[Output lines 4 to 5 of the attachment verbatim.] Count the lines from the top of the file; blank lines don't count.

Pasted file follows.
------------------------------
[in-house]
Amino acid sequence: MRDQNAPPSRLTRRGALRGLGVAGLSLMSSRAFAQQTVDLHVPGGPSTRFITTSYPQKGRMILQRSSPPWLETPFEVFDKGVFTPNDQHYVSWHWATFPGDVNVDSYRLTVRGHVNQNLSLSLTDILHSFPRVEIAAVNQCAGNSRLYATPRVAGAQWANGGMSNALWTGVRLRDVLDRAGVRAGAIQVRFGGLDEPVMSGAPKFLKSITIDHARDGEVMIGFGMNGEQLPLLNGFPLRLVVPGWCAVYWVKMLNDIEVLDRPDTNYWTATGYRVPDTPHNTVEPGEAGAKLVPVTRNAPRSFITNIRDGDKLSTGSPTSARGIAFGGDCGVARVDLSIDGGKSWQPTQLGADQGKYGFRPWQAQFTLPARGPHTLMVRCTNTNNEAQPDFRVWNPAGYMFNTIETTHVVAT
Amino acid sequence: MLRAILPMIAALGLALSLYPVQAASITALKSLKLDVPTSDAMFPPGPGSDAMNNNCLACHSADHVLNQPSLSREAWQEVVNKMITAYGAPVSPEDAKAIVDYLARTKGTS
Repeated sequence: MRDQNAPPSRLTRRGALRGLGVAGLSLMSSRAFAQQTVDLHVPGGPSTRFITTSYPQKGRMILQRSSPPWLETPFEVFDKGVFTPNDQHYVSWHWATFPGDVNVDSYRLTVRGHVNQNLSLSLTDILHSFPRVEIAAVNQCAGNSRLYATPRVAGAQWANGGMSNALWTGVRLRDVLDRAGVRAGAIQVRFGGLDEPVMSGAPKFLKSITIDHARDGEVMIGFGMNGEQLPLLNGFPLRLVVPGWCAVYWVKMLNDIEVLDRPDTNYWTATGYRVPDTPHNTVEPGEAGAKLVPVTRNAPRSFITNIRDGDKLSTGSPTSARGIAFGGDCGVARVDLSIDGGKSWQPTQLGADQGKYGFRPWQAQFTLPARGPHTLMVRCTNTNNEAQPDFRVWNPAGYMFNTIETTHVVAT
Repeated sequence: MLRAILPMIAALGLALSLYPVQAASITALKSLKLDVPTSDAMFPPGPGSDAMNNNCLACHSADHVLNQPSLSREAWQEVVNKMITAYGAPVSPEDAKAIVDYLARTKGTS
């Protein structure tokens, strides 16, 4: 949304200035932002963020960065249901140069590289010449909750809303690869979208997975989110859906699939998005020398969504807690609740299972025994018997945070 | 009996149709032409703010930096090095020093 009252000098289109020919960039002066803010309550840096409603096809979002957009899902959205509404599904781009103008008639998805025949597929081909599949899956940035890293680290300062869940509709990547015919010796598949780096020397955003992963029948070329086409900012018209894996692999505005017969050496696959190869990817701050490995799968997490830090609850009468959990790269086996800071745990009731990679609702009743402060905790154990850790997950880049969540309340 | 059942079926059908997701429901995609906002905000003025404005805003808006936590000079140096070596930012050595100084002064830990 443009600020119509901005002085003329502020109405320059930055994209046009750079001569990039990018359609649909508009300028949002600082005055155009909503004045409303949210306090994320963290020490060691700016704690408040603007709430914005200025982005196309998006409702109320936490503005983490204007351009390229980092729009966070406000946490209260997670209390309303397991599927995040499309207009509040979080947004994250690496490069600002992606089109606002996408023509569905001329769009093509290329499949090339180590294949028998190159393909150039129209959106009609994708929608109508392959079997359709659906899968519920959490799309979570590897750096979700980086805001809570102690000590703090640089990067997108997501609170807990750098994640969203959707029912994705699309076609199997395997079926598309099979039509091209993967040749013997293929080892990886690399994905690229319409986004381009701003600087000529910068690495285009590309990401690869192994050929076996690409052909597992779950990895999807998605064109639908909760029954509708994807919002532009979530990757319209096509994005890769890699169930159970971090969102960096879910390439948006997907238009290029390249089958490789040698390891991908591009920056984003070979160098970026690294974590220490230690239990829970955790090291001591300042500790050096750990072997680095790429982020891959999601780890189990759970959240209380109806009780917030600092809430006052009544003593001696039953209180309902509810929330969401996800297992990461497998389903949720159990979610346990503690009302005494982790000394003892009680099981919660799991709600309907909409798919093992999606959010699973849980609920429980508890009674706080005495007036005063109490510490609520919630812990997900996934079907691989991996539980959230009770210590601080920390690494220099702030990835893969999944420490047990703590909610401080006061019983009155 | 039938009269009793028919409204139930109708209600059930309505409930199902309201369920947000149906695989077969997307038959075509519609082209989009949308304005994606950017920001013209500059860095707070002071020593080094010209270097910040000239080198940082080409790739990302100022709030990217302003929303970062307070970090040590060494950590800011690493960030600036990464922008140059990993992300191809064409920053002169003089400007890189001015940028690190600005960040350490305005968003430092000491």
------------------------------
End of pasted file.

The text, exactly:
Repeated sequence: MRDQNAPPSRLTRRGALRGLGVAGLSLMSSRAFAQQTVDLHVPGGPSTRFITTSYPQKGRMILQRSSPPWLETPFEVFDKGVFTPNDQHYVSWHWATFPGDVNVDSYRLTVRGHVNQNLSLSLTDILHSFPRVEIAAVNQCAGNSRLYATPRVAGAQWANGGMSNALWTGVRLRDVLDRAGVRAGAIQVRFGGLDEPVMSGAPKFLKSITIDHARDGEVMIGFGMNGEQLPLLNGFPLRLVVPGWCAVYWVKMLNDIEVLDRPDTNYWTATGYRVPDTPHNTVEPGEAGAKLVPVTRNAPRSFITNIRDGDKLSTGSPTSARGIAFGGDCGVARVDLSIDGGKSWQPTQLGADQGKYGFRPWQAQFTLPARGPHTLMVRCTNTNNEAQPDFRVWNPAGYMFNTIETTHVVAT
Repeated sequence: MLRAILPMIAALGLALSLYPVQAASITALKSLKLDVPTSDAMFPPGPGSDAMNNNCLACHSADHVLNQPSLSREAWQEVVNKMITAYGAPVSPEDAKAIVDYLARTKGTS